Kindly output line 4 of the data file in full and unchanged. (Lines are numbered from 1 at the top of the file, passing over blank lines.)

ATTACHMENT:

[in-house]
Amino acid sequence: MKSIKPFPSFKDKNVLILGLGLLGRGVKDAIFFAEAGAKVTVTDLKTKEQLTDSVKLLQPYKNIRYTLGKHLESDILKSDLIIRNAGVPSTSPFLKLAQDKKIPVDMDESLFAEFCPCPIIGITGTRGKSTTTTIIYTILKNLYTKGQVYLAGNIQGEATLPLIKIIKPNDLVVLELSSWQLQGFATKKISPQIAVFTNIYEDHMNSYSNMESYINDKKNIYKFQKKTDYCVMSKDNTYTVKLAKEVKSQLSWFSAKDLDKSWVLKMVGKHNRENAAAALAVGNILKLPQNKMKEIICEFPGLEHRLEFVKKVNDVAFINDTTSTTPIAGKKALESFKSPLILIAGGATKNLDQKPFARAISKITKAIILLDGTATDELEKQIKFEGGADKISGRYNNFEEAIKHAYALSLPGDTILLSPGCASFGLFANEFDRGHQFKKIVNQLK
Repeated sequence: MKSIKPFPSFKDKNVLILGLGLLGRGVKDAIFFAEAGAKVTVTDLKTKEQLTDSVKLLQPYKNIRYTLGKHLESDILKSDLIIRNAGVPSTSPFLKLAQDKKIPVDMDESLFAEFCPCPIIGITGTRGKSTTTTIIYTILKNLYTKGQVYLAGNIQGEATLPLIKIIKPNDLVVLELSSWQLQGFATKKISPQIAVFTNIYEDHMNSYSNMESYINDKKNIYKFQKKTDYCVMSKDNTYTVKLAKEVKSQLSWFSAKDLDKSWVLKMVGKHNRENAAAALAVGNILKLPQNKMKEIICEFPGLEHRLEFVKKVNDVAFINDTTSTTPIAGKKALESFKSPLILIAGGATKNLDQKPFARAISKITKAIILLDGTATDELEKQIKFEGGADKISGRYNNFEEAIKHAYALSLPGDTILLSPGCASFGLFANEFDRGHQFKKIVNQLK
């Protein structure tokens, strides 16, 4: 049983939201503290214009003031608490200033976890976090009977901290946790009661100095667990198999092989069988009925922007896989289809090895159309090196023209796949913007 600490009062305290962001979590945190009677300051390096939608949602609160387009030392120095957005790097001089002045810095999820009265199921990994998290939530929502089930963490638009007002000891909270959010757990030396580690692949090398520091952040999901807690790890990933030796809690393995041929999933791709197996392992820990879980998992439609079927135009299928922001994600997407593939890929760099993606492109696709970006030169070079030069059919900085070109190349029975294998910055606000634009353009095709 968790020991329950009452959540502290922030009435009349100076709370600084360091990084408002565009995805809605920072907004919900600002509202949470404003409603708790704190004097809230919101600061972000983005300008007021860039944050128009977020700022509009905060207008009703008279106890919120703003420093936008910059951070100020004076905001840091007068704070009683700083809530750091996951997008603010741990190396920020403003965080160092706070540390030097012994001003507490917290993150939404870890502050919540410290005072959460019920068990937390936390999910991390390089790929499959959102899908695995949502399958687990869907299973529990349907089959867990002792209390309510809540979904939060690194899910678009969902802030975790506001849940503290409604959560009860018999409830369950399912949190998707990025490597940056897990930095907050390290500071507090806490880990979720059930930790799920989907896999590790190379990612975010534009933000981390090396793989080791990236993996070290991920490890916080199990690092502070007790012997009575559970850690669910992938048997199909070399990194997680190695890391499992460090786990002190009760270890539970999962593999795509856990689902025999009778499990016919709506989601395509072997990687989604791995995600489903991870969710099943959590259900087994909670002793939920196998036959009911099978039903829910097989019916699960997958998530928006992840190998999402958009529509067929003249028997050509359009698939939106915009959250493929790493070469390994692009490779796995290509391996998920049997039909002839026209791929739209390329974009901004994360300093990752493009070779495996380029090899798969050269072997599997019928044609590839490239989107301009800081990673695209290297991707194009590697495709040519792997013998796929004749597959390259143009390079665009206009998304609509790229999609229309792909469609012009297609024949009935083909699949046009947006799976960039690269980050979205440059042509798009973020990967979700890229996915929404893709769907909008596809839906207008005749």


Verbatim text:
């Protein structure tokens, strides 16, 4: 049983939201503290214009003031608490200033976890976090009977901290946790009661100095667990198999092989069988009925922007896989289809090895159309090196023209796949913007 600490009062305290962001979590945190009677300051390096939608949602609160387009030392120095957005790097001089002045810095999820009265199921990994998290939530929502089930963490638009007002000891909270959010757990030396580690692949090398520091952040999901807690790890990933030796809690393995041929999933791709197996392992820990879980998992439609079927135009299928922001994600997407593939890929760099993606492109696709970006030169070079030069059919900085070109190349029975294998910055606000634009353009095709 968790020991329950009452959540502290922030009435009349100076709370600084360091990084408002565009995805809605920072907004919900600002509202949470404003409603708790704190004097809230919101600061972000983005300008007021860039944050128009977020700022509009905060207008009703008279106890919120703003420093936008910059951070100020004076905001840091007068704070009683700083809530750091996951997008603010741990190396920020403003965080160092706070540390030097012994001003507490917290993150939404870890502050919540410290005072959460019920068990937390936390999910991390390089790929499959959102899908695995949502399958687990869907299973529990349907089959867990002792209390309510809540979904939060690194899910678009969902802030975790506001849940503290409604959560009860018999409830369950399912949190998707990025490597940056897990930095907050390290500071507090806490880990979720059930930790799920989907896999590790190379990612975010534009933000981390090396793989080791990236993996070290991920490890916080199990690092502070007790012997009575559970850690669910992938048997199909070399990194997680190695890391499992460090786990002190009760270890539970999962593999795509856990689902025999009778499990016919709506989601395509072997990687989604791995995600489903991870969710099943959590259900087994909670002793939920196998036959009911099978039903829910097989019916699960997958998530928006992840190998999402958009529509067929003249028997050509359009698939939106915009959250493929790493070469390994692009490779796995290509391996998920049997039909002839026209791929739209390329974009901004994360300093990752493009070779495996380029090899798969050269072997599997019928044609590839490239989107301009800081990673695209290297991707194009590697495709040519792997013998796929004749597959390259143009390079665009206009998304609509790229999609229309792909469609012009297609024949009935083909699949046009947006799976960039690269980050979205440059042509798009973020990967979700890229996915929404893709769907909008596809839906207008005749």